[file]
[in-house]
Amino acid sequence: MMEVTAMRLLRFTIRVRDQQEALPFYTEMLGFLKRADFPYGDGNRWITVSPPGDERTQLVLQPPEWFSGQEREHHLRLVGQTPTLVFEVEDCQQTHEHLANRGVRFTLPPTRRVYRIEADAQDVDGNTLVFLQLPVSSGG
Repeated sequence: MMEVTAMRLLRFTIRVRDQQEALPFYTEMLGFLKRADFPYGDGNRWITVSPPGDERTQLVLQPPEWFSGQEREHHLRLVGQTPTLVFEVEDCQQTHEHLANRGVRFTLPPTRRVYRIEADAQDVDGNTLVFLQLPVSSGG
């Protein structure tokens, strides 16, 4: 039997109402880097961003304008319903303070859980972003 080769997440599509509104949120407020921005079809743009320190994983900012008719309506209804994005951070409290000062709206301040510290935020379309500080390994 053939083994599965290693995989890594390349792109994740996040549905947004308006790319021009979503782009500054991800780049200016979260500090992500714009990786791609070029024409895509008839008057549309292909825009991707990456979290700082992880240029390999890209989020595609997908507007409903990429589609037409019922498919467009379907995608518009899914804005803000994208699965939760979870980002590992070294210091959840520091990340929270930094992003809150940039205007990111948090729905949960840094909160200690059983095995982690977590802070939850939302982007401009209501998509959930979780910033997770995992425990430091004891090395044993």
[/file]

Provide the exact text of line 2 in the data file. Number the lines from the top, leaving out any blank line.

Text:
Amino acid sequence: MMEVTAMRLLRFTIRVRDQQEALPFYTEMLGFLKRADFPYGDGNRWITVSPPGDERTQLVLQPPEWFSGQEREHHLRLVGQTPTLVFEVEDCQQTHEHLANRGVRFTLPPTRRVYRIEADAQDVDGNTLVFLQLPVSSGG